About this, I had expected it to be high, but when I saw it was so much higher than 5 I was a little disappointed to say the least. Do you think trying a low dose of metformin might help me lower it? (I know you are not a doctor, but since you do take it for this purpose) I wanted to ask him about that, but because it is in the “normal range”, he just told me that there is nothing wrong with it in the first place, that it shouldn’t be affecting my weight loss at all.

I didn’t get the results until I got there, so, I didn’t have a lot of time to process them beforehand, but you are right. I hadn’t really associated it because it started about 7 months after starting keto, but thinking about it, it started close to when I started dabbling into prolonged fasts. I didn’t think much of it because I didn’t get any of the other symptoms of my metabolism slowing down, like cold or lethargy, but maybe the reason I didn’t was because my body decided to cut out other things, like hair. This is sad, because I enjoy fasting, but I guess I will have to stop for a while. Maybe keep a 24hr fast a week with a proper fast the day before won’t be as bad. I was also considering hormonal reasons, because I changed birth control, but thinking about time frames, yours makes more sense.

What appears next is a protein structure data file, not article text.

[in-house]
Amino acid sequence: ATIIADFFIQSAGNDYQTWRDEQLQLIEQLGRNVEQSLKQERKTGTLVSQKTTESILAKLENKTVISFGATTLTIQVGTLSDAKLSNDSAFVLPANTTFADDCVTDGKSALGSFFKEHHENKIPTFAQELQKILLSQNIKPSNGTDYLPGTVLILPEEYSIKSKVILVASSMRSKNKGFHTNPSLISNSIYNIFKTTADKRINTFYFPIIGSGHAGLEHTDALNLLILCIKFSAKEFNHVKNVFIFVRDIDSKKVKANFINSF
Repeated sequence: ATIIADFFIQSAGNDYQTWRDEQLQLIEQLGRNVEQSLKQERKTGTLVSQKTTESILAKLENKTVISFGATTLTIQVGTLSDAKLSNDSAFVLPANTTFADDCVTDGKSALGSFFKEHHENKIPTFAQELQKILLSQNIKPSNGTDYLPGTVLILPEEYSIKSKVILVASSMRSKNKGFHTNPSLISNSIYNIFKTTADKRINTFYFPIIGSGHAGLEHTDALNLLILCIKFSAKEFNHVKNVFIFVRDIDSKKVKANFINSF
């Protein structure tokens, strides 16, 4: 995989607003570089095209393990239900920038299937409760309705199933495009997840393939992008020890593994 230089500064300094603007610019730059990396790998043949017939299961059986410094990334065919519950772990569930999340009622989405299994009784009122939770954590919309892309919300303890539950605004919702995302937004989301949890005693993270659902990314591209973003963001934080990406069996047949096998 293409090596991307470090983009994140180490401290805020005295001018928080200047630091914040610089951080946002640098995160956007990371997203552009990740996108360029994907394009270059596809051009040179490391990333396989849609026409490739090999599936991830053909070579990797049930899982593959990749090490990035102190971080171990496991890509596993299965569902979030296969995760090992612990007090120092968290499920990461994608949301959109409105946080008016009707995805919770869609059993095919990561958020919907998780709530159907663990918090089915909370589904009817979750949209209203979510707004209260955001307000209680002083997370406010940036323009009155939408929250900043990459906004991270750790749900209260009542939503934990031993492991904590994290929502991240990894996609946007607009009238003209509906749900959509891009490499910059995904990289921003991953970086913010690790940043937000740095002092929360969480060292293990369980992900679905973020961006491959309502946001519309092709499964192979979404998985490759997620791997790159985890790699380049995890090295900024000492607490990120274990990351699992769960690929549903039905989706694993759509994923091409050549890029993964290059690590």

I love this advice, and I think I took it to heart way before you even gave it to me, getting heat exhaustion 2 times this summer, but what can I say, I love me the outdoors. If anything I thing I am vitamin D-ed out :grin:

That’s what I was taught too when I was pre-med and I just accepted it at the time, but I don’t think that is an excuse. I followed that advice for years, and I even explained it to other people (now I feel so bad about it). But along the lines I never stopped reading on things, although that might be because I went into basic science instead after that (not any more though, the way the science field worked where I am from wasn’t for me, so I moved on to computers instead, but I will always be a scientist at heart), and science is an ever changing field, so we know things evolve and accept change a little easier.